The Central Intelligence Agency took the unusual step Friday of declassifying and releasing a memo clearing Gina Haspel of any wrongdoing in drafting an order to destroy videotaped evidence of brutal interrogation techniques, a move that comes as part of a greater campaign to rehabilitate her image and shore up congressional support for her bid to become the agency’s director.

The memo, which former CIA deputy director Michael Morell wrote in 2011, is the result of a disciplinary review in which he “found no fault with the performance of Ms. Haspel” — primarily because she drafted the cable “on the direct orders” of her superior and did not release it herself.

“It was not her decision to destroy the tapes,” Morell wrote in the declassified document, which the CIA released Friday in response to requests from members of the Senate Intelligence Committee.

But senators clamoring for the CIA to declassify documents related to Haspel’s record on techniques often referred to as torture and the order to destroy evidence were angered by what they saw as a “selective” response to their demands.

“It’s completely unacceptable for the CIA to declassify only material that’s favorable to Gina Haspel, while at the same time stonewalling our efforts to declassify all documents related her involvement in the torture program,” Sen. Dianne Feinstein (D-Calif.) said in a statement, responding to the release of the redacted memorandum. “The CIA has not been forthcoming . . . senators and the public need to know more about her record.”

Widespread concern about Haspel’s role in the CIA’s interrogation program has caused senators from both parties to question her record and her fitness to serve as the agency’s director. With Sen. Rand Paul (R-Ky.) already formally committed to opposing her nomination and Sen. John McCain (R-Ariz) — who has grilled Haspel for answers about her record — away from Washington receiving treatment for brain cancer, Haspel must secure the support of at least one Senate Democrat to clinch the nomination. So far, none have stepped forward.

Haspel faces a confirmation hearing before the Senate Intelligence Committee on May 9 — and her performance during that grilling may be critical to determining whether she can be confirmed. The release of the memo is part of a broader public relations campaign that has begun in advance of that hearing — and that has made some CIA veterans uncomfortable.

One former official said the timing reveals the extent to which the CIA — notorious for withholding records from the public — can operate when it serves the agency’s political interests.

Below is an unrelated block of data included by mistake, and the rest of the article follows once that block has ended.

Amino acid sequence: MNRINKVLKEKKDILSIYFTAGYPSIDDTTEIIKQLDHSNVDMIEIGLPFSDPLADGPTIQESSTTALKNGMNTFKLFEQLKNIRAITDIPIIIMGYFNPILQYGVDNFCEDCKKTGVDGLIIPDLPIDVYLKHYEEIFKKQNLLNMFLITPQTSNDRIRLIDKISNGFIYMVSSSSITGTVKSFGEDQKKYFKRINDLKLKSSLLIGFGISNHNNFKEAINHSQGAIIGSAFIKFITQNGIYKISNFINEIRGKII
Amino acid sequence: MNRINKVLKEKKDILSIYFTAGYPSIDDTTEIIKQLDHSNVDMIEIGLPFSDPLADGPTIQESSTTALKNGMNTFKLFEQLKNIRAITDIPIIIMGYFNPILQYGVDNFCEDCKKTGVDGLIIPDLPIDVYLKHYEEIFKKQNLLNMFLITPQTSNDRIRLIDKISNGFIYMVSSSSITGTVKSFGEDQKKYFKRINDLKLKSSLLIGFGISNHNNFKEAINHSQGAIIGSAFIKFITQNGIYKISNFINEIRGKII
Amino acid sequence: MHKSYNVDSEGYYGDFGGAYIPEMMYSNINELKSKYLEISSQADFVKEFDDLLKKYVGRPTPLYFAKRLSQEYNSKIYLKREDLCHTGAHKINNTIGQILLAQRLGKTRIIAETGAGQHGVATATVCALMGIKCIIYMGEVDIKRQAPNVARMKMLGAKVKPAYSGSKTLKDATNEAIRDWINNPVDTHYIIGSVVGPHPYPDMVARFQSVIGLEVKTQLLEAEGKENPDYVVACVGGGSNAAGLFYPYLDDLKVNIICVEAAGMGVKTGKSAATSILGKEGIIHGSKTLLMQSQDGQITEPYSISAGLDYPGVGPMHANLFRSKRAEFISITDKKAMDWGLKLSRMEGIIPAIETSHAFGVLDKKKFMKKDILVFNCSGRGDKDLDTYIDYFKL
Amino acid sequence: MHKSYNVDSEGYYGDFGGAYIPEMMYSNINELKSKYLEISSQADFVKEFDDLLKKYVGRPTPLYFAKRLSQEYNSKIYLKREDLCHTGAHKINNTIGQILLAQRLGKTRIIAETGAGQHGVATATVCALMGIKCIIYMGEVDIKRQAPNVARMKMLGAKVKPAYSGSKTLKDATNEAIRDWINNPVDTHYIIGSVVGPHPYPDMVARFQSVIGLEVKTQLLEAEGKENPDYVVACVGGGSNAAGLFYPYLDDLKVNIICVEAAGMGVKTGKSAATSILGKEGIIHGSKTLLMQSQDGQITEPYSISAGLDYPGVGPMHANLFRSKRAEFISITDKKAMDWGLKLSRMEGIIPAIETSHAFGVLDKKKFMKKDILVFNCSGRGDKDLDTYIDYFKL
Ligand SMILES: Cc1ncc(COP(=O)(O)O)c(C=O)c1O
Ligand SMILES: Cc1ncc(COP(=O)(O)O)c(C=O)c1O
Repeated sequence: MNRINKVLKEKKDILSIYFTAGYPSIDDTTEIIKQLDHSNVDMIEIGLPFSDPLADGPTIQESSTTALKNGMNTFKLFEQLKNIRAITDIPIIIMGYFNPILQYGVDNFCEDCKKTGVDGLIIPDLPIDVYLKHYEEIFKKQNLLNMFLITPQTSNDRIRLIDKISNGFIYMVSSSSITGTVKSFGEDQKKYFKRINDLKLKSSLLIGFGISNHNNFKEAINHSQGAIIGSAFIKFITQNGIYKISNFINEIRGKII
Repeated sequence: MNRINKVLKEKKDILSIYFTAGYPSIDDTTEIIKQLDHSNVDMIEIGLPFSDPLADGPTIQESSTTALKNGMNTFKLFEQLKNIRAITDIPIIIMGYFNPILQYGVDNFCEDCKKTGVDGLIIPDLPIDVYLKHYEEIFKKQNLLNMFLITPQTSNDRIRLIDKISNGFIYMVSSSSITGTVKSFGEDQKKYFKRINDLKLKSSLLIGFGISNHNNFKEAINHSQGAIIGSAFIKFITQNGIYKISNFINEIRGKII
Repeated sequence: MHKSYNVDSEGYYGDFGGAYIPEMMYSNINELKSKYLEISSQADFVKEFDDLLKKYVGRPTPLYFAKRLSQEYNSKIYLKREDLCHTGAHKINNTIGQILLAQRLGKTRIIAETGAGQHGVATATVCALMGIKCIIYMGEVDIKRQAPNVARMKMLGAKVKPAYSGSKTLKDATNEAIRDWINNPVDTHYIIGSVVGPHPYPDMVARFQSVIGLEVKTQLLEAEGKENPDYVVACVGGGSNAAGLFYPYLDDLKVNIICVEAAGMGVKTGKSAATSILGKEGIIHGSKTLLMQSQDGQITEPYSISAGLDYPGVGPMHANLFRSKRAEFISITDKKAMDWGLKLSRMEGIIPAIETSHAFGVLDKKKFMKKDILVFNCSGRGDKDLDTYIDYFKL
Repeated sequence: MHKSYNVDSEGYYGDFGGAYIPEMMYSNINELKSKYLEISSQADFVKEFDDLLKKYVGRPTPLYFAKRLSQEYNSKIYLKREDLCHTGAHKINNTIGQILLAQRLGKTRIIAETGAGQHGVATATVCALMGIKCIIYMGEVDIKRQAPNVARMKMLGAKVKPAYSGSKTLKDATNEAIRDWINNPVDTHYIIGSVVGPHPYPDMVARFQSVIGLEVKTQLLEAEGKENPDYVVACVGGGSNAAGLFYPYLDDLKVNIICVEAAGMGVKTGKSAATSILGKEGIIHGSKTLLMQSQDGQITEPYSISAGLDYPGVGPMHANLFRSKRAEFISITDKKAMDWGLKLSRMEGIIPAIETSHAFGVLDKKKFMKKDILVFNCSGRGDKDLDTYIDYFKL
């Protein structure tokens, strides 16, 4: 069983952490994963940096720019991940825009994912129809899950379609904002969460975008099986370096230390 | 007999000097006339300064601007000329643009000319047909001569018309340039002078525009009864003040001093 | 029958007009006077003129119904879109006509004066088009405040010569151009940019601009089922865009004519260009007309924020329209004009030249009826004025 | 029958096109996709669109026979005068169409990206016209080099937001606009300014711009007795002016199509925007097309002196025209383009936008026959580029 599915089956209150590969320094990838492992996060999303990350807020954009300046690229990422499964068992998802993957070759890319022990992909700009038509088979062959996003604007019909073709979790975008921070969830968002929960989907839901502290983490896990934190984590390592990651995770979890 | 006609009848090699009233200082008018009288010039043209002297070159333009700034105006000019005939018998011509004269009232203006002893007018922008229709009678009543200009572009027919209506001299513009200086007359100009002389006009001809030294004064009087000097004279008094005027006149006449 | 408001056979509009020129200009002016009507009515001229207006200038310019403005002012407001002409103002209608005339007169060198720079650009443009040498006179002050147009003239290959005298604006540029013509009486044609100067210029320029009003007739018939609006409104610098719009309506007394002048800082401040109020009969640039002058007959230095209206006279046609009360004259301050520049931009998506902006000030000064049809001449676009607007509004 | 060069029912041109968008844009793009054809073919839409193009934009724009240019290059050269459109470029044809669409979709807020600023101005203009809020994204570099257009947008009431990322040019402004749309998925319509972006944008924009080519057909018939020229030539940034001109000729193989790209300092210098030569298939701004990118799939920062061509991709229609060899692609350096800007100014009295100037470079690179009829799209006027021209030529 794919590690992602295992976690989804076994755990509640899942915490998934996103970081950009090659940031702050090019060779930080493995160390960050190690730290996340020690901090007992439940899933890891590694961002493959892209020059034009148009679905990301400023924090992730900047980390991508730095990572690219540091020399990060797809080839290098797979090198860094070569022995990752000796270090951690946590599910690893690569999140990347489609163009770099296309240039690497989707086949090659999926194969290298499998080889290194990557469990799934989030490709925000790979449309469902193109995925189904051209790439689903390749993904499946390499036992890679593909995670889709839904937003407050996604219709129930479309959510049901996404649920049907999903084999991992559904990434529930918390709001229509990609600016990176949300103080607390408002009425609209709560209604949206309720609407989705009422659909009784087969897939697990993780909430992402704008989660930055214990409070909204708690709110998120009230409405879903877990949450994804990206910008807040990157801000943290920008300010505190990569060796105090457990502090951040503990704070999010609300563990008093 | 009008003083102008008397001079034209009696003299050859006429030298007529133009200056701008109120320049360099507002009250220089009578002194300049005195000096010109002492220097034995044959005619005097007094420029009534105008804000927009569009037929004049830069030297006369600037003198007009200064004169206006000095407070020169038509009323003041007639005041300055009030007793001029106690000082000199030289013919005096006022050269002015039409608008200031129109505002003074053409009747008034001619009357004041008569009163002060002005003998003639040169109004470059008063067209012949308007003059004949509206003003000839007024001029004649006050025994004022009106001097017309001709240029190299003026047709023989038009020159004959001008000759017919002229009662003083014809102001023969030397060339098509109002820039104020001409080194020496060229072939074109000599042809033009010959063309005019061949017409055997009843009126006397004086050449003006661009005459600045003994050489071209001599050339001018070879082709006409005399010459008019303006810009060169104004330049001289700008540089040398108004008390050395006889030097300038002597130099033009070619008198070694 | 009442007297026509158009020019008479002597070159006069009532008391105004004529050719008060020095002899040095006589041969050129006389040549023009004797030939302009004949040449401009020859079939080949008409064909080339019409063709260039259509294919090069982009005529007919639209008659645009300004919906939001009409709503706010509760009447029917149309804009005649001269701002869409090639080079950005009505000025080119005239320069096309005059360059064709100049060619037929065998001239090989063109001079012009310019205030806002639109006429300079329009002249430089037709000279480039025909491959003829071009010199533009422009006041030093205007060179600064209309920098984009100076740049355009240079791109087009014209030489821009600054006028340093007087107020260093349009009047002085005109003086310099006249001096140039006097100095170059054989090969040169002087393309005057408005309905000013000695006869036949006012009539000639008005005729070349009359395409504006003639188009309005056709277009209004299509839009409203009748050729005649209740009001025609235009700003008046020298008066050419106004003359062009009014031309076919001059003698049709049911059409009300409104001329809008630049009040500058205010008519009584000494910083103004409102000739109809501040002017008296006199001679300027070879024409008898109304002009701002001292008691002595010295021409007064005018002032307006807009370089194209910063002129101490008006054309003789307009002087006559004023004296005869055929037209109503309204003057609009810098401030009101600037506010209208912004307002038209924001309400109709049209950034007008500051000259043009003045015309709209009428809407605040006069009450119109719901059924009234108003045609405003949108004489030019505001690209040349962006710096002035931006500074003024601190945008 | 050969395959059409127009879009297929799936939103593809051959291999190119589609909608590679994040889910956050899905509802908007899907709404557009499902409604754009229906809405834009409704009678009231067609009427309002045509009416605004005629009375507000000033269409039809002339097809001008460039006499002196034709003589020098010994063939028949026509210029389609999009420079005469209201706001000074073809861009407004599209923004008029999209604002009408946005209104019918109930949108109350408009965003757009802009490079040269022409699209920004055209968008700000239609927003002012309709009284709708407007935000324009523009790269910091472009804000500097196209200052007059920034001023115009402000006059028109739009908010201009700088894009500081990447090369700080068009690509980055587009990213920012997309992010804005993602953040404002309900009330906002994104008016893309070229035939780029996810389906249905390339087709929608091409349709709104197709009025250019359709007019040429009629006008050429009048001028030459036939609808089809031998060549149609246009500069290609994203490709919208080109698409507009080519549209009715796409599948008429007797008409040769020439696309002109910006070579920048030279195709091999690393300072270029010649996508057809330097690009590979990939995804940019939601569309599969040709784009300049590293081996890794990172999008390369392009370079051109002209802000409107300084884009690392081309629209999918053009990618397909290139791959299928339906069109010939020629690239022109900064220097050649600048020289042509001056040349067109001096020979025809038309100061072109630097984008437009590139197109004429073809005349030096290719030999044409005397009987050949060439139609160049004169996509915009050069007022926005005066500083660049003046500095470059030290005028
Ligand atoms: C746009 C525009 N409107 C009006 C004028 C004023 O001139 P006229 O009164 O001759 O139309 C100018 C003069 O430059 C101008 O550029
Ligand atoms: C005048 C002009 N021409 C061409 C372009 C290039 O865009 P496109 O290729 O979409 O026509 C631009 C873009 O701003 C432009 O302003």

“The timing of its release devalues this document,” said the former official, who spoke on the condition of anonymity to discuss the sensitive matter. “Since it’s coming out now it . . . looks like its being released in a self-interested effort to help one of their own ascend to the directorship.”

The memo states that Haspel “acted appropriately” in following instructions to draft the memo, Morell found, noting that even if “there is no ‘good soldier’ defense” at the CIA, the Justice Department had investigated the cable and decided not to file charges.

That defense is unlikely to fully satisfy senators questioning not only Haspel’s record, but whether she personally supported the use of enhanced interrogation techniques and the destruction of the videotapes. Several accounts have stated she did.

“Unfortunately, the Morell report is highly incomplete, raising far more questions about Ms. Haspel than it answers,” Sen. Ron Wyden (D-Ore.) said in a statement, adding: “My concerns about Ms. Haspel are far broader than this episode or anything else that has appeared in the press.”

The Morell memo does not weigh in on questions about Haspel’s involvement in the use of brutal interrogation methods at a black-site facility she supervised in Thailand. The memo does suggest, however, that there was general CIA support for the destruction of the tapes at the time Haspel drafted the 2005 memo, as officials were still heavily influenced by the experience of fallout from the 2004 scandal involving the Abu Ghraib prison in Iraq.

Morell’s review found that Haspel’s superior at the CIA who ordered her to draft the cable, then-director of the National Clandestine Service, Jose Rodriguez, was worried the tapes would leak or be released, endangering the agents depicted on them and potentially damaging the CIA’s reputation and “significantly degrading our operations capabilities.”

Rodriguez was issued a letter of reprimand for his actions, because, as Morell wrote, he issued the cable ordering the destruction of the tapes without the direct approval of his superior, then-Director Porter Goss. He received no further punishment, because Morell determined Rodriguez did what he perceived to be in the interest of CIA agents and believed his actions were legal.

Greg Miller contributed to this report.